Dave Williams, principal at Capgemini in Boston, says that even though today’s ERP systems include shipping and transportation capabilities, most lack robust planning or handling, the ability to manage complicated shipments and cross-docking, and any capabilities beyond handling shipments from Point A to Point B. “That’s where true TMS comes into play,” says Williams, “by providing transportation optimization and planning, and not just the ERP shipping modules.”
Vendor consolidation has also contributed to the growing popularity of ERP-developed supply chain solutions. Comparing the supply chain space to human resources, financial and procurement—all of which have contracted over the last few years—Shepherd says having fewer standalone software vendors is a natural progression in an environment where shippers demand integrated systems and larger, global vendors.
“We’ve seen the same phenomena in other software categories,” says Shepherd. “There’s no reason to think that this isn’t going to happen in the supply chain space, where specialist vendors aren’t going to go away. We’re just going to see fewer of them as more market share goes to the large ERP vendors.”
Changing with the times
Analysts and shippers alike may be skeptical of ERP’s ability to take on the massive task of managing the supply chain, but that doesn’t mean these big software players aren’t working to break down those barriers. Where Oracle took the acquisition route, for example, SAP has opted for a more “organic” approach, according to Gonzalez, and developed its own WMS and TMS solutions.
Those efforts have largely been driven by end user demand and a desire to standardize as many software processes with a single vendor, says Gonzalez. Simplification is the name of the game, he adds, particularly in today’s challenging economy where both IT and human resources have come under constant fire. “If a company has an ERP as its backbone, and if that backbone can provide more functionality,” says Gonzalez, “then it just makes sense to use those expanded capabilities.”
The ERP vendors themselves have also been affected by the economy and are looking to branch out into other growth areas. Setting their sights on the supply chain space just makes sense, according to Gonzalez, who sees TMS, WMS, business intelligence, and other options as yet another way for ERPs to logically “expand their footprints.”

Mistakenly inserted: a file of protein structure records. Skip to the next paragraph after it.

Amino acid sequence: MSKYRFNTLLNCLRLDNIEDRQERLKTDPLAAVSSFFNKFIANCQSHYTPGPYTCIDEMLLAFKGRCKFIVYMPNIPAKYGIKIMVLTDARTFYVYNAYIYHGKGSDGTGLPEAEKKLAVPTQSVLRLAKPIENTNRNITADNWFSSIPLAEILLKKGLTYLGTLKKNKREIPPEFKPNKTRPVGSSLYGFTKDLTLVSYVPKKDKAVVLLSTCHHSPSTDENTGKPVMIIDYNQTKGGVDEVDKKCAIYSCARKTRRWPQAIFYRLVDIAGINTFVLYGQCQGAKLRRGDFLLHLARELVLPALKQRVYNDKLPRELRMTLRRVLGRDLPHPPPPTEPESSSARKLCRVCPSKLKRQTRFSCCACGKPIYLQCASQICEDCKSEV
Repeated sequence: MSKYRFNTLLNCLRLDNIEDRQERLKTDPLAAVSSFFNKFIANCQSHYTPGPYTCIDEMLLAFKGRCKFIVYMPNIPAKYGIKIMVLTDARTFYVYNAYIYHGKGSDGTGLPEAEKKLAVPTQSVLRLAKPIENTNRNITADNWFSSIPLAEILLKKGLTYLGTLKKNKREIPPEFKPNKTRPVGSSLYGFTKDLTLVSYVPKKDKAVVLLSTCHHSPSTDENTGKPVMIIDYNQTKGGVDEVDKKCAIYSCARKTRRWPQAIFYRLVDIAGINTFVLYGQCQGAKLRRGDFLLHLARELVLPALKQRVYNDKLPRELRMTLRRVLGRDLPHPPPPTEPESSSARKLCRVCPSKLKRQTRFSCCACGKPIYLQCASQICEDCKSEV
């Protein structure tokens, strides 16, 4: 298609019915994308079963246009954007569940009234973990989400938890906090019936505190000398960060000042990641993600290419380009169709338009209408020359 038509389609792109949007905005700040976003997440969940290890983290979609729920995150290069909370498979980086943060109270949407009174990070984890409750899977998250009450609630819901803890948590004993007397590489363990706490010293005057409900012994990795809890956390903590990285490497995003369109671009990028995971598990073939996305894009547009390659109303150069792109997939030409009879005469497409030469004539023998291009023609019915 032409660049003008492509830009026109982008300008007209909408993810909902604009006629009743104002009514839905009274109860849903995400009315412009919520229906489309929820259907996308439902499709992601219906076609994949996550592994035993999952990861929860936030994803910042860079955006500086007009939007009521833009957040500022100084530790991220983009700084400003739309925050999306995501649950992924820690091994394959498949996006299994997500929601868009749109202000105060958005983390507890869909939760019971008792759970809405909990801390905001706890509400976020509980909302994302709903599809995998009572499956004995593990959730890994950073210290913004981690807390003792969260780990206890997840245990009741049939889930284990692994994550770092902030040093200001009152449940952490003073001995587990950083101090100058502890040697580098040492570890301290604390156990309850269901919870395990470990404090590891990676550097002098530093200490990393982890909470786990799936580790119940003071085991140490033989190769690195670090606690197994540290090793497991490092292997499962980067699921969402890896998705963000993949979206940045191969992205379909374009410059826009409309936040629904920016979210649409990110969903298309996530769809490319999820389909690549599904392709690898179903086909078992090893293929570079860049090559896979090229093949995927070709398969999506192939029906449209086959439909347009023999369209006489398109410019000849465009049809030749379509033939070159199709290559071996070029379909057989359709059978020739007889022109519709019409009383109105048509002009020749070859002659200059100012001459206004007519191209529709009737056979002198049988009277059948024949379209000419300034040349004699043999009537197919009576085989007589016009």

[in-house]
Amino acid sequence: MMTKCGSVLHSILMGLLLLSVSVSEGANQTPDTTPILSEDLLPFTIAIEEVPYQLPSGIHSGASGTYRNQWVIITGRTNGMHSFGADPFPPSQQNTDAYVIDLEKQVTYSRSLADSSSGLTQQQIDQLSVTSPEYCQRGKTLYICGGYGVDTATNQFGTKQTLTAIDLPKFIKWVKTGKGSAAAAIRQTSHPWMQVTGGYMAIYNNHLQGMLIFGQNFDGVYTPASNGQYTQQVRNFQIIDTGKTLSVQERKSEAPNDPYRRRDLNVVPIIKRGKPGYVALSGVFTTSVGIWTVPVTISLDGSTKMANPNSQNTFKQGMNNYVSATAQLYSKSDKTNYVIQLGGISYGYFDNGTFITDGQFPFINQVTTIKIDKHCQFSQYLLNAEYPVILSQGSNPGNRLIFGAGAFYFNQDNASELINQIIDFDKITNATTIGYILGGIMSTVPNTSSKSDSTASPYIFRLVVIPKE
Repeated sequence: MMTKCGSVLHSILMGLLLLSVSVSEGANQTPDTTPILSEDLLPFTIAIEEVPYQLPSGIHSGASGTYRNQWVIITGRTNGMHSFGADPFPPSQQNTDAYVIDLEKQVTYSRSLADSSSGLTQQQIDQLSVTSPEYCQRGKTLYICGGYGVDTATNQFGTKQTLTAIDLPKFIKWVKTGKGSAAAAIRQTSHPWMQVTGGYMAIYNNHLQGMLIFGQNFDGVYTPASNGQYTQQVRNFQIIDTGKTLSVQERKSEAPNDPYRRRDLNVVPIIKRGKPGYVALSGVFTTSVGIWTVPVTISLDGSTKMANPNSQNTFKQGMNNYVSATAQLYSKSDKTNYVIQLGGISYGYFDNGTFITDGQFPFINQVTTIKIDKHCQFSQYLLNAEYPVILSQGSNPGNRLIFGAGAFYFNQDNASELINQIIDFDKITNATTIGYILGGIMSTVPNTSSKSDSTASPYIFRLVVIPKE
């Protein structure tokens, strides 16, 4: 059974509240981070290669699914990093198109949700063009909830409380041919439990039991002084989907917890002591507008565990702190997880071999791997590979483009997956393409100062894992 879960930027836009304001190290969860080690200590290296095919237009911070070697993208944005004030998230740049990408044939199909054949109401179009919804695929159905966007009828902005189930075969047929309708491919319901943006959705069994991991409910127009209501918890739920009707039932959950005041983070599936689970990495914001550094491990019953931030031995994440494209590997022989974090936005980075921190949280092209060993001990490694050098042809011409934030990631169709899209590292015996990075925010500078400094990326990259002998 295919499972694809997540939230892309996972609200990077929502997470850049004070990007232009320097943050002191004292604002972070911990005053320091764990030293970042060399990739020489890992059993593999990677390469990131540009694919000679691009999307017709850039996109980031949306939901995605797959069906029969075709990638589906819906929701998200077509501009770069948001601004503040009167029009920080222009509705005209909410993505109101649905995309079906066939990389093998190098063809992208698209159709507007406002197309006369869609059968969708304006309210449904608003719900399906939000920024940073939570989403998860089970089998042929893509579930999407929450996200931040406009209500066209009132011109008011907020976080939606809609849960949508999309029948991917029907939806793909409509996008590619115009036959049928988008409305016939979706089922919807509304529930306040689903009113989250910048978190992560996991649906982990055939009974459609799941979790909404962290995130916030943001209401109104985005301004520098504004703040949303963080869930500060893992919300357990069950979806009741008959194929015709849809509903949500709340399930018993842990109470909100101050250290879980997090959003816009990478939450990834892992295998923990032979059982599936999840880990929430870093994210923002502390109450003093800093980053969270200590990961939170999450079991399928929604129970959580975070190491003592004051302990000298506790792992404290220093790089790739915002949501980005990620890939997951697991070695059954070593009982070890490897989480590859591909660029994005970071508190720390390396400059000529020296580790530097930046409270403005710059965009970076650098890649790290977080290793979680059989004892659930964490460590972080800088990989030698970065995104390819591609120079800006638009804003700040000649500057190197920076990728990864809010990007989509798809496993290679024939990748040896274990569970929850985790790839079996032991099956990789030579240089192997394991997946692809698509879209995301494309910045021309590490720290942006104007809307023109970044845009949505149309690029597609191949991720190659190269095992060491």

Heaney says that SAP is modeling its WMS system after some of the best-of-breed packages that are out there right now, and testing its efforts at companies like Caterpillar, which is currently in the beta phase of a rollout. “The jury is still out,” says Heaney, “but this WMS system is supposed to address many of the capabilities that shippers have with SAP’s existing warehousing capabilities.”
Line to get blurrier
As more companies look to their largest technology providers to offer up expanded capabilities, expect to see fewer lines in the sand between supply chain software and ERPs. Add in the fact that an increasing number of shippers are doing business globally, says Shepherd, and it just makes sense that ERPs would continue their push into the supply chain space.
“Companies operating on a global basis need applications that can handle multiple languages, currencies, and regulatory requirements,” Shepherd explains. “All of these [requirements] favor the large ERP vendors at the expense of the specialist supply chain software providers.”
Gonzalez also sees the gap closing between the best-of-breed supply chain solutions and those being offered up by ERP providers, particularly as the latter continue to enhance their solutions and make acquisitions that expand their footprints in the logistics arena. As more shippers take the on-demand or “software as a service” (SaaS) route, expect to see more ERPs trying to figure out how to create those solutions in conjunction with their current offerings.
“Moving to on-demand is less of a technical function and more of a business model change, which is an arguably tougher transition for the large ERPs to make,” says Gonzalez. “I think they’ll eventually move in that direction, but right now it’s still a question mark.”
Look for the best-of-breed supply chain providers to beef up their offerings in the near future, says Gonzalez, who sees the bundling of technology with managed services and overall service enhancement as major opportunities for smaller players in the space. “Some of the best-of-breeds are already coming up with ways to compete not only by offering TMS, WMS, or other solutions,” says Gonzalez, “but by providing the services that help shippers realize the value of those solutions.”
–Bridget McCrea is a Contributing Editor to Logistics Management